The Once and Future King by T.H. White, book of a lifetime: The beauty and sadness of life

White's book delivered Robert Irwin from what felt like prison

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It ought to have been Proust and it almost is, but, if I am honest, The Once and Future King has had a much greater impact on my life. Soon after the book came out, my mother borrowed it from Guildford Public Library and posted it to me at my boarding school. I devoured it in every spare hour and during those hours it delivered me from what felt like prison. I have returned to the novel many times.

Appropriately enough, the first part, which was originally published independently as The Sword in the Stone and aimed at children, deals with the education of a boy and it opens with this sentence: "On Mondays, Wednesdays and Fridays it was Court Hand and Summulae Logicales, while the rest of the week it was Organon, Repetition and Astrology". While I have never had much time for Summulae Logicales, I love White's evocation of chivalry, heraldry, jousting, falconry and the brilliantly reconfigured world of Thomas Malory's Morte d'Arthur—the Middle Ages as they never were but ought to have been. This book, more than anything else, led me to become a lecturer in medieval history, though only for five years, as Capetian fiscal policy turned out to have little of the magic of White's Gramarye.

Though Sir Ector wants to train Wart up as a useful squire, Merlyn is set on educating the boy (whose true name is Arthur) in preparation for kingship and to that end uses magic to turn the boy into a series of animals and birds. But the preoccupations of the Once and Future King age as Arthur ages and the mood darkens in the three parts that follow, which deal with warfare, pacifism, adultery and mystical aspiration. White catches, as few writers can, the beauty and sadness of life and his work can be read as a lament for the irrevocability of childhood.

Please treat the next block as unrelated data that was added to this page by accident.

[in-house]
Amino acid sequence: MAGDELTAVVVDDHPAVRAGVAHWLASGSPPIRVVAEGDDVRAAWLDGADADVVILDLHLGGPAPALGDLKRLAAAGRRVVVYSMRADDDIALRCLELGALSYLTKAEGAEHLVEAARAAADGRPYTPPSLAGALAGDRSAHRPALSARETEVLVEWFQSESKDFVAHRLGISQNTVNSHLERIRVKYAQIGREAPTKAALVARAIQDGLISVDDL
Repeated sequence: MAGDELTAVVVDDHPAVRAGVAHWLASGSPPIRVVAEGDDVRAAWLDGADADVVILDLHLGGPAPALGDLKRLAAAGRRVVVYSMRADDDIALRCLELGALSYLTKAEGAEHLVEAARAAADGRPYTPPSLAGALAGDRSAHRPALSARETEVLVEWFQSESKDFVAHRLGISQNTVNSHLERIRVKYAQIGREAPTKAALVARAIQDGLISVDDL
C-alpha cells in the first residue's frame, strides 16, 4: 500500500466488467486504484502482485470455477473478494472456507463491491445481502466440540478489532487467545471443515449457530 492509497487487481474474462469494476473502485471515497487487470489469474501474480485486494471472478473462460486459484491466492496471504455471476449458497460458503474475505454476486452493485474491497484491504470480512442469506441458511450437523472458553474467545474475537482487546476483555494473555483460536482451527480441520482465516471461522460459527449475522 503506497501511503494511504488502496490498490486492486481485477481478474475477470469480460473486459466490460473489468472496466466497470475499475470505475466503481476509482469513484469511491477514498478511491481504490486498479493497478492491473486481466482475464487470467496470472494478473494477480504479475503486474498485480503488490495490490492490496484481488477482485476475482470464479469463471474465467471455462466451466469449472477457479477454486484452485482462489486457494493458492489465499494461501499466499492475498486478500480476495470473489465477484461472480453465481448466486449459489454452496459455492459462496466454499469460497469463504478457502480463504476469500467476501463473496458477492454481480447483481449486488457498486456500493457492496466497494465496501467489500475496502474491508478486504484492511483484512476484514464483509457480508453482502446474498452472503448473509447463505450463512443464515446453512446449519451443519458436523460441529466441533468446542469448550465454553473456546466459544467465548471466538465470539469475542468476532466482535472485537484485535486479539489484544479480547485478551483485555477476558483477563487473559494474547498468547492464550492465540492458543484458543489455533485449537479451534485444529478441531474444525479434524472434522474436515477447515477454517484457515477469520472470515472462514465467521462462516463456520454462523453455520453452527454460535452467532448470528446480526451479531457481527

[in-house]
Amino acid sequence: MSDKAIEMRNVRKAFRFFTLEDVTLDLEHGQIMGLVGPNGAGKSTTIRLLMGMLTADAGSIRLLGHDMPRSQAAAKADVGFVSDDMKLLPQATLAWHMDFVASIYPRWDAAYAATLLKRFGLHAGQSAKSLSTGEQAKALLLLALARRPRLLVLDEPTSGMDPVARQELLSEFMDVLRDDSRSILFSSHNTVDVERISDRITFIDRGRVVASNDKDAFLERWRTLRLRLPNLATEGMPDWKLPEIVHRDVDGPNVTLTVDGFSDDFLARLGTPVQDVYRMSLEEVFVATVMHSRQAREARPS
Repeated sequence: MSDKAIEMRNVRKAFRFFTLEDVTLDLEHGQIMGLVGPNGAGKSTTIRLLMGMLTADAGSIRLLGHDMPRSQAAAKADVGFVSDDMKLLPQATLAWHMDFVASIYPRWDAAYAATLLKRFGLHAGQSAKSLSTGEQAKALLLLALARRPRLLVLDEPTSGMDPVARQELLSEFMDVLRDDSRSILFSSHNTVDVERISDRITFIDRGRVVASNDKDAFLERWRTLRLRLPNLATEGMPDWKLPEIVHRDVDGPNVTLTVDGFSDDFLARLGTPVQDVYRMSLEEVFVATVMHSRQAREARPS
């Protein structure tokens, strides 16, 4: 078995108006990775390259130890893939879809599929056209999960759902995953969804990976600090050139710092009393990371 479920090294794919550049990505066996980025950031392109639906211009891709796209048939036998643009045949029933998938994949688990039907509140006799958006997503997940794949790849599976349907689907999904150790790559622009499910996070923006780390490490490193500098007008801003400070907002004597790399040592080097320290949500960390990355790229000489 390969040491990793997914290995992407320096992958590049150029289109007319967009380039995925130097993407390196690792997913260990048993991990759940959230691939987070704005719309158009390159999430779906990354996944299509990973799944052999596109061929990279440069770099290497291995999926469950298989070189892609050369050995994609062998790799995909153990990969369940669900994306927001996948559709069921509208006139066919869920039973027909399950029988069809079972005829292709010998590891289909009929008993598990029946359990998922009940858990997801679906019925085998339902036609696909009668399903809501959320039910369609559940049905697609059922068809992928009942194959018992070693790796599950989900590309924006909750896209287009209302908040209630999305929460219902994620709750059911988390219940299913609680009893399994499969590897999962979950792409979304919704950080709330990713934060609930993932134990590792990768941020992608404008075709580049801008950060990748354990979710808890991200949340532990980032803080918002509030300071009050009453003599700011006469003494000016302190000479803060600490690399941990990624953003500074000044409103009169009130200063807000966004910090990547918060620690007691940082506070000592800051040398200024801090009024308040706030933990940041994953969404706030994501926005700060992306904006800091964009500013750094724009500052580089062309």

In her recent bestseller H is for Hawk, Helen Macdonald notes that "White is not a fashionable writer", but she also describes The Once and Future King as "that great historical epic, that comic, tragic, romantic retelling of Arthurian legend that tussles with questions of war and aggression, and might, and right, and the matter of what a nation is or might be". So it is, and more than half a century on it has led me to complete my own novel about medieval England.

Robert Irwin's new, edited book is 'Tales of the Marvellous and News of the Strange'. He appeared at the Bradford Literature Festival